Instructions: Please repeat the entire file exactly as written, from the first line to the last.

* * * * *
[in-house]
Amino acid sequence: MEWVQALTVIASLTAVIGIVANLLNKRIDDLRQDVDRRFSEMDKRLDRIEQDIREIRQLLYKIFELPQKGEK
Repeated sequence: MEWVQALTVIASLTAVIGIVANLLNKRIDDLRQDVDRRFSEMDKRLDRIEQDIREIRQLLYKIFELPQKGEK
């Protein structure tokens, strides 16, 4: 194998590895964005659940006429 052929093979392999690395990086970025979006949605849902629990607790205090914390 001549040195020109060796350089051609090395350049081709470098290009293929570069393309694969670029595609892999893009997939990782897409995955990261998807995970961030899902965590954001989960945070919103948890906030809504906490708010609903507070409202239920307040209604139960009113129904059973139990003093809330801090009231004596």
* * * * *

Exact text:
[in-house]
Amino acid sequence: MEWVQALTVIASLTAVIGIVANLLNKRIDDLRQDVDRRFSEMDKRLDRIEQDIREIRQLLYKIFELPQKGEK
Repeated sequence: MEWVQALTVIASLTAVIGIVANLLNKRIDDLRQDVDRRFSEMDKRLDRIEQDIREIRQLLYKIFELPQKGEK
């Protein structure tokens, strides 16, 4: 194998590895964005659940006429 052929093979392999690395990086970025979006949605849902629990607790205090914390 001549040195020109060796350089051609090395350049081709470098290009293929570069393309694969670029595609892999893009997939990782897409995955990261998807995970961030899902965590954001989960945070919103948890906030809504906490708010609903507070409202239920307040209604139960009113129904059973139990003093809330801090009231004596």